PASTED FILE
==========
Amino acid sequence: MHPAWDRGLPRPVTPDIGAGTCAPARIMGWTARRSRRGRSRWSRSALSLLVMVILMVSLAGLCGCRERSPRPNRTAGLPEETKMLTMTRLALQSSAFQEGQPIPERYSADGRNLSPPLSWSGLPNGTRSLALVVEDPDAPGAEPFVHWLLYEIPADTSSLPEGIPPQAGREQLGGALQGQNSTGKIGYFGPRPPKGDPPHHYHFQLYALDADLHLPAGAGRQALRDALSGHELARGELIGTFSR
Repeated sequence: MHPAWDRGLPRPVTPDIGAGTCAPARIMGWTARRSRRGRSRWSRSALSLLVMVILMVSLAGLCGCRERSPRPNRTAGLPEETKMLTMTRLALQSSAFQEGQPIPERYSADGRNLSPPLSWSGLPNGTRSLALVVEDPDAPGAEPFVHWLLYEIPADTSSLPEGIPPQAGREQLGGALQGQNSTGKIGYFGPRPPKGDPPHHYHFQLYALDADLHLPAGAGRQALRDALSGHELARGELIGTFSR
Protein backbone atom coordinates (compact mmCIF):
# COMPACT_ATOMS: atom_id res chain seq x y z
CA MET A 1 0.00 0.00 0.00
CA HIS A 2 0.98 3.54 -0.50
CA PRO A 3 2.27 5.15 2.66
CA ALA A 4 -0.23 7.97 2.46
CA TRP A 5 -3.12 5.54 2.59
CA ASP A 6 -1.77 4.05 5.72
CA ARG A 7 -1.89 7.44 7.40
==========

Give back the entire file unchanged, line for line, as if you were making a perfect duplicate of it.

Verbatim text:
Amino acid sequence: MHPAWDRGLPRPVTPDIGAGTCAPARIMGWTARRSRRGRSRWSRSALSLLVMVILMVSLAGLCGCRERSPRPNRTAGLPEETKMLTMTRLALQSSAFQEGQPIPERYSADGRNLSPPLSWSGLPNGTRSLALVVEDPDAPGAEPFVHWLLYEIPADTSSLPEGIPPQAGREQLGGALQGQNSTGKIGYFGPRPPKGDPPHHYHFQLYALDADLHLPAGAGRQALRDALSGHELARGELIGTFSR
Repeated sequence: MHPAWDRGLPRPVTPDIGAGTCAPARIMGWTARRSRRGRSRWSRSALSLLVMVILMVSLAGLCGCRERSPRPNRTAGLPEETKMLTMTRLALQSSAFQEGQPIPERYSADGRNLSPPLSWSGLPNGTRSLALVVEDPDAPGAEPFVHWLLYEIPADTSSLPEGIPPQAGREQLGGALQGQNSTGKIGYFGPRPPKGDPPHHYHFQLYALDADLHLPAGAGRQALRDALSGHELARGELIGTFSR
Protein backbone atom coordinates (compact mmCIF):
# COMPACT_ATOMS: atom_id res chain seq x y z
CA MET A 1 0.00 0.00 0.00
CA HIS A 2 0.98 3.54 -0.50
CA PRO A 3 2.27 5.15 2.66
CA ALA A 4 -0.23 7.97 2.46
CA TRP A 5 -3.12 5.54 2.59
CA ASP A 6 -1.77 4.05 5.72
CA ARG A 7 -1.89 7.44 7.40